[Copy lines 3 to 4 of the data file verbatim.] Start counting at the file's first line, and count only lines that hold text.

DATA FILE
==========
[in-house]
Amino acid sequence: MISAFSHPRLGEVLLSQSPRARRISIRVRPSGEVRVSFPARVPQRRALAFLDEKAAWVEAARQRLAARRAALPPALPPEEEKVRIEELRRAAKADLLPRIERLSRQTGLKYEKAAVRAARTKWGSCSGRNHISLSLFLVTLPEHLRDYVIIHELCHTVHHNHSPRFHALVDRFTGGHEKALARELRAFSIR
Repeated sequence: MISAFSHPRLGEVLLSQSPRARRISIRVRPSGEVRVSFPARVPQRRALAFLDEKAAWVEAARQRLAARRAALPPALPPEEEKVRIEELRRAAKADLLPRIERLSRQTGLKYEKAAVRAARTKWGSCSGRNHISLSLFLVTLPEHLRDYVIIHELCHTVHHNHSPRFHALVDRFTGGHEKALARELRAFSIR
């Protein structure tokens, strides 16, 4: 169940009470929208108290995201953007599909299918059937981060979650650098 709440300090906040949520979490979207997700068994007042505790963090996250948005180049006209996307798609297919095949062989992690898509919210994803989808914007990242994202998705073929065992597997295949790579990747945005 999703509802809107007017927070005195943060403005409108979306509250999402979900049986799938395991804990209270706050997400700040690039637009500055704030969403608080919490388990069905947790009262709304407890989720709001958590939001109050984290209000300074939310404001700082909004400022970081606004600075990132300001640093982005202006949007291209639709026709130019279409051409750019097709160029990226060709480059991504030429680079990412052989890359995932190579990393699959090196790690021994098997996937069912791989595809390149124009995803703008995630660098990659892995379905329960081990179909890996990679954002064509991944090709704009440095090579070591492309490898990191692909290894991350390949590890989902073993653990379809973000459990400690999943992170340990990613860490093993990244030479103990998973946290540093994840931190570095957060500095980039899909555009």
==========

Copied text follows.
Repeated sequence: MISAFSHPRLGEVLLSQSPRARRISIRVRPSGEVRVSFPARVPQRRALAFLDEKAAWVEAARQRLAARRAALPPALPPEEEKVRIEELRRAAKADLLPRIERLSRQTGLKYEKAAVRAARTKWGSCSGRNHISLSLFLVTLPEHLRDYVIIHELCHTVHHNHSPRFHALVDRFTGGHEKALARELRAFSIR
């Protein structure tokens, strides 16, 4: 169940009470929208108290995201953007599909299918059937981060979650650098 709440300090906040949520979490979207997700068994007042505790963090996250948005180049006209996307798609297919095949062989992690898509919210994803989808914007990242994202998705073929065992597997295949790579990747945005 999703509802809107007017927070005195943060403005409108979306509250999402979900049986799938395991804990209270706050997400700040690039637009500055704030969403608080919490388990069905947790009262709304407890989720709001958590939001109050984290209000300074939310404001700082909004400022970081606004600075990132300001640093982005202006949007291209639709026709130019279409051409750019097709160029990226060709480059991504030429680079990412052989890359995932190579990393699959090196790690021994098997996937069912791989595809390149124009995803703008995630660098990659892995379905329960081990179909890996990679954002064509991944090709704009440095090579070591492309490898990191692909290894991350390949590890989902073993653990379809973000459990400690999943992170340990990613860490093993990244030479103990998973946290540093994840931190570095957060500095980039899909555009």